In a city like Los Angeles, for instance, the affluent can afford not only bigger and better homes, but also boats, views, access to the water, ski lodges, and even better weather. The average August high in Malibu is 70 degrees. The average August high in Riverside, on the eastern edge of that same metropolis, is 95 degrees, a stunning 25-degree difference.
In Kansas City, the homes of the wealthy may be larger on average, but they are no warmer in the winter, no cooler in the summer. Their cars are no bigger. Their views are no better. Their weekends are no more fun. By all appearances, they eat considerably less, especially the women. And their weather is indistinguishable, the “hills” in Mission Hills providing only as much relief from the heat as you’d expect from an added 75 feet or so of landfill, which is to say, none.
Besides, living near a mountain or an ocean does not make anyone cool, save in the literal sense. Here in flyover country, we don’t presume to be any cooler, wiser or more important than our accomplishments make us.
We are, however, more even-tempered. This has a whole lot to do with the fact that Kansas City has more freeway miles per capita than any city not located on the Arabian peninsula. In Portland, locals would consider this excess an embarrassment. Here, we consider it a blessing and boast about it. I have gone years without being stuck in traffic.
In most cities, London certainly, less affluent workers are pushed to the outskirts of the metro. That is not so in Kansas City. The freeway-inspired fluidity of movement equalizes real estate values throughout the metro and, as a side benefit, keeps road rage to a minimum.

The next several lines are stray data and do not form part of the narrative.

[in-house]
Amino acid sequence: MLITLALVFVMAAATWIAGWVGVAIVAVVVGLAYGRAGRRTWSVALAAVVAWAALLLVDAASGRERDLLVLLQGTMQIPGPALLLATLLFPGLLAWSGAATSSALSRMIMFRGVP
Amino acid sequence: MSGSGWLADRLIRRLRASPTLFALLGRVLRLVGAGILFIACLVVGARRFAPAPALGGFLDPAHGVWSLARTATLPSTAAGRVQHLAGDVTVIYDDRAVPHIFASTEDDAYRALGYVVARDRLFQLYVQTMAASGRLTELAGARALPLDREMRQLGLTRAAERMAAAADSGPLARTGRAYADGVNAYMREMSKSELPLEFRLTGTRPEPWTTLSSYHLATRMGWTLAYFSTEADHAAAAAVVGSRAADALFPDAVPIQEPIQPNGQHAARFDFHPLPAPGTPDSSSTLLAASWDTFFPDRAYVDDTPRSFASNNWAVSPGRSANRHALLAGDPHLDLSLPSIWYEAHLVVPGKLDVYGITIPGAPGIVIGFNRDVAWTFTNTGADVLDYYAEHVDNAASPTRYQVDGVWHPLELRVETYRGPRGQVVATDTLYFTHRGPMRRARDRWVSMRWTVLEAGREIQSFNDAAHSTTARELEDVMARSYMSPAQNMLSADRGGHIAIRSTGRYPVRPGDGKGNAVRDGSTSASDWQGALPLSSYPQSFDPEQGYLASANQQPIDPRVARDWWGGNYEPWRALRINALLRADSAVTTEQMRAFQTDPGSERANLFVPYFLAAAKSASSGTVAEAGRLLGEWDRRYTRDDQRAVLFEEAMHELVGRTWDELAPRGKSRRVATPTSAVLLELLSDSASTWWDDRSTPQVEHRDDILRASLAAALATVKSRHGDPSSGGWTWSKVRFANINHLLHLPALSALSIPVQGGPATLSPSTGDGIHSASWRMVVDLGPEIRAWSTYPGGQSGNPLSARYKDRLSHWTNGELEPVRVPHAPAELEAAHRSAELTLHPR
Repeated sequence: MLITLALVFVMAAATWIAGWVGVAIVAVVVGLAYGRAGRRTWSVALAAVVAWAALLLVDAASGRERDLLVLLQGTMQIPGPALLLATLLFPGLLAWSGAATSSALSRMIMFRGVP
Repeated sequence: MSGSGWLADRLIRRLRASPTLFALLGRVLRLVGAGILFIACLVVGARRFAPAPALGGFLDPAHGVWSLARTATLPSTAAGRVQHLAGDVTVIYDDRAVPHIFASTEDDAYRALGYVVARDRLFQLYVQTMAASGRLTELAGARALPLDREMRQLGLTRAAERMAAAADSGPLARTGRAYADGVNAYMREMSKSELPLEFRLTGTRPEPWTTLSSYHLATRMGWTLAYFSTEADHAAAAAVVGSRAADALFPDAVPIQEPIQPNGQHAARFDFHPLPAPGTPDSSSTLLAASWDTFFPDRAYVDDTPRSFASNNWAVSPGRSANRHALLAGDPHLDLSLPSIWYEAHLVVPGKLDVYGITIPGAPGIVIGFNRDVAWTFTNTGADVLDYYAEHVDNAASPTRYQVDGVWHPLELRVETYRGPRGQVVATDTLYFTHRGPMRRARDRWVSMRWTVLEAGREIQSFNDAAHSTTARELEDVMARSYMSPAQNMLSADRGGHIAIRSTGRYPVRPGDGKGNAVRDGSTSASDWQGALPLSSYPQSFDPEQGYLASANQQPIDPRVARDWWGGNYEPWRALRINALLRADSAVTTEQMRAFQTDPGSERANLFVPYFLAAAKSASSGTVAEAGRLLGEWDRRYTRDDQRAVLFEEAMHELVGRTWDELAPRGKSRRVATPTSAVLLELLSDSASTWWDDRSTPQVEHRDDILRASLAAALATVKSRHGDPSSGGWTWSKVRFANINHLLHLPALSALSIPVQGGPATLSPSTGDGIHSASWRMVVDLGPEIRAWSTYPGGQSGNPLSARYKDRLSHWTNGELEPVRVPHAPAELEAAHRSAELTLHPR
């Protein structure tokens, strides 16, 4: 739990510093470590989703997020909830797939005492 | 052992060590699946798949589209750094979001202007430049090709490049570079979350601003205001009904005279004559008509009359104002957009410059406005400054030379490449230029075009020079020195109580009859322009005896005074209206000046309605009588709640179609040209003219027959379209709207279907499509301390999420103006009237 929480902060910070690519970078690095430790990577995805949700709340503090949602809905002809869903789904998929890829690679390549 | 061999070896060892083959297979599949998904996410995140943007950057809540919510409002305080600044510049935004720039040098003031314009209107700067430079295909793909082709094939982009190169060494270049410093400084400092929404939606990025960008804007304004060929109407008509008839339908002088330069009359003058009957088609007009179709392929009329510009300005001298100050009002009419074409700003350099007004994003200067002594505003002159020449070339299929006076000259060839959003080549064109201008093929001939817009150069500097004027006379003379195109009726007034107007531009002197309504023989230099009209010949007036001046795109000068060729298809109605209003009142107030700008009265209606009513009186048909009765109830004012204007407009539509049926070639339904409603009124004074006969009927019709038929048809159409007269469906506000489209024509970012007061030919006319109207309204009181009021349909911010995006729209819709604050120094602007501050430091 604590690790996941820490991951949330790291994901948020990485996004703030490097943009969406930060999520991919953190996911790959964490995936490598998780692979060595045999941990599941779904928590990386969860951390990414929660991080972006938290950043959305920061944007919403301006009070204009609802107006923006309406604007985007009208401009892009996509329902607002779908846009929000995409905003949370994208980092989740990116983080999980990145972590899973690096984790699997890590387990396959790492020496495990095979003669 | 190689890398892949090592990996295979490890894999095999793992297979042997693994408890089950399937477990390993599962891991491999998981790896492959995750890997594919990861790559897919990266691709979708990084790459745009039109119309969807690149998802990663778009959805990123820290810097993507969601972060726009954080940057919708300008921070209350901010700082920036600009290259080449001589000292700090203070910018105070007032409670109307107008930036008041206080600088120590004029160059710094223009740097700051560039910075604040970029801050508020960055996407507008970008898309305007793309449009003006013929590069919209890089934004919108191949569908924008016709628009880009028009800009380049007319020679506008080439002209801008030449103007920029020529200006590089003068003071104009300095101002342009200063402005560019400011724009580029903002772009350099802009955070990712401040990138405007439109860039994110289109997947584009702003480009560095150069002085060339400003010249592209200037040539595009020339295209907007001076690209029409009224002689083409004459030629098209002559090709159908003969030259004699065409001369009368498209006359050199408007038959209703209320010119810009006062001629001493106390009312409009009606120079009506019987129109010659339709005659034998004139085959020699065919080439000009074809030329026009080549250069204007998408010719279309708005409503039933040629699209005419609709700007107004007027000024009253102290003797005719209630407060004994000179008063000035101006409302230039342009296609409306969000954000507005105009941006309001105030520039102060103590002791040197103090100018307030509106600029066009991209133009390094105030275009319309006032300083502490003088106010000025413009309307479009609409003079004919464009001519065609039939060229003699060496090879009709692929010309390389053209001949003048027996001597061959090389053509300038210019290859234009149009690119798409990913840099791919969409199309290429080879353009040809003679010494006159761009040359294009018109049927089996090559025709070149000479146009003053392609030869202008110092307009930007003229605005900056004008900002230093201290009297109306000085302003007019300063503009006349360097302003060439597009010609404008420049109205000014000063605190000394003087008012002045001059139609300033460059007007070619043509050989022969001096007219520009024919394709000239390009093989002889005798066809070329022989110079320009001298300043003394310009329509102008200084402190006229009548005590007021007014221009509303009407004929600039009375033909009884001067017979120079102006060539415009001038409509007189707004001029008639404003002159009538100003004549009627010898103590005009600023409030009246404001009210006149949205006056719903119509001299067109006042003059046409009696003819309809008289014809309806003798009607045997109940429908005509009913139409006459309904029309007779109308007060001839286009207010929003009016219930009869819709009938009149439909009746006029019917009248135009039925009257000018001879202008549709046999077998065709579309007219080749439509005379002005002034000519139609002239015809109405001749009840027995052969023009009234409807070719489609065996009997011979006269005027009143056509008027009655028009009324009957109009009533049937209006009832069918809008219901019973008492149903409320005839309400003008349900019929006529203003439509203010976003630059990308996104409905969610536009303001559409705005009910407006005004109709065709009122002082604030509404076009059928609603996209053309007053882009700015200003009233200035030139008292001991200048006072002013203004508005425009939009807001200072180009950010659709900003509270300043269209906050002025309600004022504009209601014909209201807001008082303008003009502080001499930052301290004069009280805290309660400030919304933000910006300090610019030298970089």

A city with a low cost of living and an egalitarian spirit breeds less resentment than in more stratified metros. People in Kansas City don’t hate the rich. We aspire to be them. We understand that envy is not a virtue, no matter how you dress it up. The disgruntled here can rarely muster enough kindred souls to occupy their own time, let alone our equivalent of Wall Street.
The 99 percent see the 1 percent for what they are: entrepreneurs and philanthropists who might be sitting next to them at Aixois. As testament to this ethos, when I first moved here, I went to a game at the K, and the fans stood and sang happy birthday to the owner’s wife, Muriel Kauffman, without a hint of self-consciousness. I was stunned.
I quickly absorbed the Kansas City spirit. A few years later, I attended a ball game with my daughter. I had good seats and two extra tickets. So I looked around to find a worthy young couple waiting to buy tickets for the cheap seats and gave them my extras. They barely thanked me.
After getting peanuts and what-not for my daughter, we headed to the seats and found the young couple already in place. “These seats are great,” said the fellow. “I am so sorry we weren’t more appreciative out there, but we thought it must be some sort of a scam. Where we come from no one would ever just give tickets away.”
“Where are you from?” I asked.
“New Jersey,” he said.
“So am I,” I laughed. “I’ve just been here longer.”